Great look at cubicle culture. Took me back to my days working for The Man editing pharmaceutical promotional materials.
This book plays a lot with the relationship of the individual to the group. Written from the point of view of a limited omniscient “We”, the group actually becomes a character separate from the individuals that constitute it.
There’s also some play with what we make public about ourselves and what we keep secret (and how sometimes those things we intend to be secret become public) and with the way that being part of a group can keep reinforcing one version of ourselves and keep us stuck and unable to grow beyond that one version.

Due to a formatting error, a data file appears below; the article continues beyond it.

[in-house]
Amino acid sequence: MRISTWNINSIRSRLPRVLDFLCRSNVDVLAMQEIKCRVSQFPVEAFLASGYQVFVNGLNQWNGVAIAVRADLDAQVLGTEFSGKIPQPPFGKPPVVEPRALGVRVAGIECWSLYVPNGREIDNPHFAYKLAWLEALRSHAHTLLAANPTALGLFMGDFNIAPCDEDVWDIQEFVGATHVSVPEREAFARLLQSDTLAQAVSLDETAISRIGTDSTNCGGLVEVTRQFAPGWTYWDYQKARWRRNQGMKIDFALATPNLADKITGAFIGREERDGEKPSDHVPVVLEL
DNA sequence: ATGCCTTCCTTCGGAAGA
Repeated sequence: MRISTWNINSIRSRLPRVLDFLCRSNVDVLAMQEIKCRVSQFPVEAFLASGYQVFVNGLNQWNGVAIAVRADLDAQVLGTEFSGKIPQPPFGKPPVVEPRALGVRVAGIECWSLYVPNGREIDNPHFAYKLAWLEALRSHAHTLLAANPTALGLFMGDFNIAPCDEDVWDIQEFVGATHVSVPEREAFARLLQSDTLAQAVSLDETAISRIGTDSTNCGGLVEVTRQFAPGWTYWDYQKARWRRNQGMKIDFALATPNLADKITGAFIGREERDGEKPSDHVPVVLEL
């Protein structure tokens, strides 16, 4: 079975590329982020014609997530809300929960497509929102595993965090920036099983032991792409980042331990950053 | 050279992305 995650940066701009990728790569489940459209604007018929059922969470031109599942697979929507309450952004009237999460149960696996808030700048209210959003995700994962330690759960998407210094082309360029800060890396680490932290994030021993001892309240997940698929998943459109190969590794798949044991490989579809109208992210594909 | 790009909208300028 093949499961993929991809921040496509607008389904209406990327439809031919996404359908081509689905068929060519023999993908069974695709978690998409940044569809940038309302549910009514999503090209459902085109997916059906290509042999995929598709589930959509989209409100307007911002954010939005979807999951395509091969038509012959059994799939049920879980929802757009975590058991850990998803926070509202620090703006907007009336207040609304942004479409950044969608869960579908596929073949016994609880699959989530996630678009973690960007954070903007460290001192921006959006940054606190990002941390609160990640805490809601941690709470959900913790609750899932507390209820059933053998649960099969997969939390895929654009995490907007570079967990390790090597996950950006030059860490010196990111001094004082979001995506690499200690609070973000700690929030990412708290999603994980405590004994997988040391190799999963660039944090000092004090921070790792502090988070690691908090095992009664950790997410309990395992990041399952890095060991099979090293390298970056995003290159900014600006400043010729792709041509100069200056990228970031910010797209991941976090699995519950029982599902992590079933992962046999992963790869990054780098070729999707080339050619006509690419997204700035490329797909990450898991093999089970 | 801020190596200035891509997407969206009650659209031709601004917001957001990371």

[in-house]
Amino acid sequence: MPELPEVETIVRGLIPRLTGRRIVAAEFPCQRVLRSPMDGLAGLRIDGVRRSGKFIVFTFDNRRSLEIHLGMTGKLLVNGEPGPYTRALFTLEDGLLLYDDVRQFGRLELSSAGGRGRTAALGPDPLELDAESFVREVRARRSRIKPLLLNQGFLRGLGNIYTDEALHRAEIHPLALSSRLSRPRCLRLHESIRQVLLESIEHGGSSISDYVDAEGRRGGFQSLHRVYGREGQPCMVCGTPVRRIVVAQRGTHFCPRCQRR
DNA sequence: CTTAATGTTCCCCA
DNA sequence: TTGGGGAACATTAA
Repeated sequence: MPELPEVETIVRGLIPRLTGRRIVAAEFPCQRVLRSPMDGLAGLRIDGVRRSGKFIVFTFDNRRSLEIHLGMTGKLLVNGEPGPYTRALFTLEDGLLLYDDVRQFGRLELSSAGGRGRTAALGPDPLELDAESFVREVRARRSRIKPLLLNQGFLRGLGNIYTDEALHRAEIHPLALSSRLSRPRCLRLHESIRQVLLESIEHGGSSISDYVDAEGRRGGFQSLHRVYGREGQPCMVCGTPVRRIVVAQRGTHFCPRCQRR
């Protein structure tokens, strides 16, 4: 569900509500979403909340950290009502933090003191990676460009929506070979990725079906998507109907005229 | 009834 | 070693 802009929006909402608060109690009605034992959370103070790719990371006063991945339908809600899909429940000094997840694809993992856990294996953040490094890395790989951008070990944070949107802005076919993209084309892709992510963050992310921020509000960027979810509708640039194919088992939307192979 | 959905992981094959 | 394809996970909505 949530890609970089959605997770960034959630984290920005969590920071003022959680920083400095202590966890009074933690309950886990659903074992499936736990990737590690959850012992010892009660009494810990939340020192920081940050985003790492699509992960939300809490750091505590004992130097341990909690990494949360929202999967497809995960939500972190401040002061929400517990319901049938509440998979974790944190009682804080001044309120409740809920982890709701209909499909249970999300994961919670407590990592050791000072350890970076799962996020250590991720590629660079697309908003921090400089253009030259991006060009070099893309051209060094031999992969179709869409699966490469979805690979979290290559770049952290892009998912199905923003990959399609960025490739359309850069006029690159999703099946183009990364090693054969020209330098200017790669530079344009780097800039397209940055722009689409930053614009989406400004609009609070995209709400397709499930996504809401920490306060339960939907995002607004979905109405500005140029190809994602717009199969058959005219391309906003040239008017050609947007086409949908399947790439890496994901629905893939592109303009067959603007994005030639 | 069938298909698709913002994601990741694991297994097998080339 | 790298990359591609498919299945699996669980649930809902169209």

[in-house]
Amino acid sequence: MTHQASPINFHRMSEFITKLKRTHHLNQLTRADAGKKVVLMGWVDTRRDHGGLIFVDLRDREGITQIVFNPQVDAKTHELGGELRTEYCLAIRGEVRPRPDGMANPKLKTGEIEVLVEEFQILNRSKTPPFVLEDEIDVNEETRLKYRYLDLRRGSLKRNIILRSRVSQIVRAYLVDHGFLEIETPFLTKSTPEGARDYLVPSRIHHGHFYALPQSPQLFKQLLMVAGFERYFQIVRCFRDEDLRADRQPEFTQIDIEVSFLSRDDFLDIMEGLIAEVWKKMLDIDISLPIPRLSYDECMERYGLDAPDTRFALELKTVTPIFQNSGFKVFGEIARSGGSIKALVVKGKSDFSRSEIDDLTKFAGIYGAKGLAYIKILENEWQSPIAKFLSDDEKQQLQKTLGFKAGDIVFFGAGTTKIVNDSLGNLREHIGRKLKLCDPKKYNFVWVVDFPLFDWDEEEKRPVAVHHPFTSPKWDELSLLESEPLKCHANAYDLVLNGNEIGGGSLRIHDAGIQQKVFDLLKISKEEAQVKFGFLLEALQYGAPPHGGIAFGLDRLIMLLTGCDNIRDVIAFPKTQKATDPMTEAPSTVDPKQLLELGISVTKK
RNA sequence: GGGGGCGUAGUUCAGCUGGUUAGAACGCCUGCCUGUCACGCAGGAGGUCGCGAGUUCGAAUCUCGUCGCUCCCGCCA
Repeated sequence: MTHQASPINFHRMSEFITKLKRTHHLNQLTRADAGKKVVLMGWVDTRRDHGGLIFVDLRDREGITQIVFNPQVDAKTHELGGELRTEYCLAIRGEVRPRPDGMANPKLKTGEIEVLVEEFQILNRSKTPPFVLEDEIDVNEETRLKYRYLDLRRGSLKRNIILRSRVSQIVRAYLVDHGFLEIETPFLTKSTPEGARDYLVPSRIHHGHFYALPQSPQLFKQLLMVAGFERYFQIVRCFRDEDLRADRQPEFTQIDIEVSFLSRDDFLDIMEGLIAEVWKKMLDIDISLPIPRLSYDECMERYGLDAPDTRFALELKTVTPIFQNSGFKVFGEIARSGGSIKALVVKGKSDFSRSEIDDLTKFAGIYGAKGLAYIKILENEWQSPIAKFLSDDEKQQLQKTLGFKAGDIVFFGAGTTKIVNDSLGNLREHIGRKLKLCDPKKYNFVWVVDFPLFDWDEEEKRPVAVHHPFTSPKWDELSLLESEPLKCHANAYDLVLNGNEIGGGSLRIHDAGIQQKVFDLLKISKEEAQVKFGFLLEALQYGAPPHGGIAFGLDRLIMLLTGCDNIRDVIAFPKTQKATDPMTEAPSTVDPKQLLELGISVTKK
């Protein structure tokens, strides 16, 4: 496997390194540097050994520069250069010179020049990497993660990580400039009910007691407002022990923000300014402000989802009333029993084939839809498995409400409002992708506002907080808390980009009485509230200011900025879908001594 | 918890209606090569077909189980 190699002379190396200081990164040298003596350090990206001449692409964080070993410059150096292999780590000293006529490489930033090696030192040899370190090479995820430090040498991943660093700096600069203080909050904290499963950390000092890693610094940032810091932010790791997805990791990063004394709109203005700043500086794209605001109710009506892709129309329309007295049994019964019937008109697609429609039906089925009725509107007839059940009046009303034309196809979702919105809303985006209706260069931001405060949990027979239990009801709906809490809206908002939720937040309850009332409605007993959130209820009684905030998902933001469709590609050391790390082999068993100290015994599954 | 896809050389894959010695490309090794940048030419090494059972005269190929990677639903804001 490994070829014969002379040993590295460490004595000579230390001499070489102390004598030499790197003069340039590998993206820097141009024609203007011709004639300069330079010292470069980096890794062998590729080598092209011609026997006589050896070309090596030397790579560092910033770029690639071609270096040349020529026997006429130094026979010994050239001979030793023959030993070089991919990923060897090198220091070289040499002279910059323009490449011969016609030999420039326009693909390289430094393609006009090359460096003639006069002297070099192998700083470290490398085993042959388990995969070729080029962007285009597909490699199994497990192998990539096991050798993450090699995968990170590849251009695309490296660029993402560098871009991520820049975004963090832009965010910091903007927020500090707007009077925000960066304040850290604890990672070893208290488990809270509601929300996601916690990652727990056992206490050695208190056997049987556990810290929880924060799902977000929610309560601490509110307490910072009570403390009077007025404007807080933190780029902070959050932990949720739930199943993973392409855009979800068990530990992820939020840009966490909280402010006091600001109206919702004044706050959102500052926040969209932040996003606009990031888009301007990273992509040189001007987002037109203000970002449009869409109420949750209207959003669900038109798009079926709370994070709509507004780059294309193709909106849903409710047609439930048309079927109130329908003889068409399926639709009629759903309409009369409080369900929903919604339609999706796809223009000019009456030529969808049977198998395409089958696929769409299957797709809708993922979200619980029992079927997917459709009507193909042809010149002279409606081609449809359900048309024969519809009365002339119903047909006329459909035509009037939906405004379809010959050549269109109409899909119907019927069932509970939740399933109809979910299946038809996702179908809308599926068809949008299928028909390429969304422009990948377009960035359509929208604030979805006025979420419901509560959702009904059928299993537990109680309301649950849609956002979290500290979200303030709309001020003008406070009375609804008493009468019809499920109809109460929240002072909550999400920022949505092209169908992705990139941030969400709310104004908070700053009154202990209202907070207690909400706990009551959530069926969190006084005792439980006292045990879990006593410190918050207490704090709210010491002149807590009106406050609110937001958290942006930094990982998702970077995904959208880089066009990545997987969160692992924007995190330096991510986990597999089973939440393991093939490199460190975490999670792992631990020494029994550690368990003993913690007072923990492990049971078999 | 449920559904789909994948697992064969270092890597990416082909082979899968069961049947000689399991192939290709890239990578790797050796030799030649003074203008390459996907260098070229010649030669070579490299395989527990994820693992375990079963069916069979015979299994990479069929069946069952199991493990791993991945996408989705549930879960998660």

The group needs predictability. Branching out from who the group thinks we are is not acceptable.
At any rate, I really enjoyed reading this book. I was somewhat surprised to find that it is a first novel. I would have thought it was written by someone with a few more books under his belt.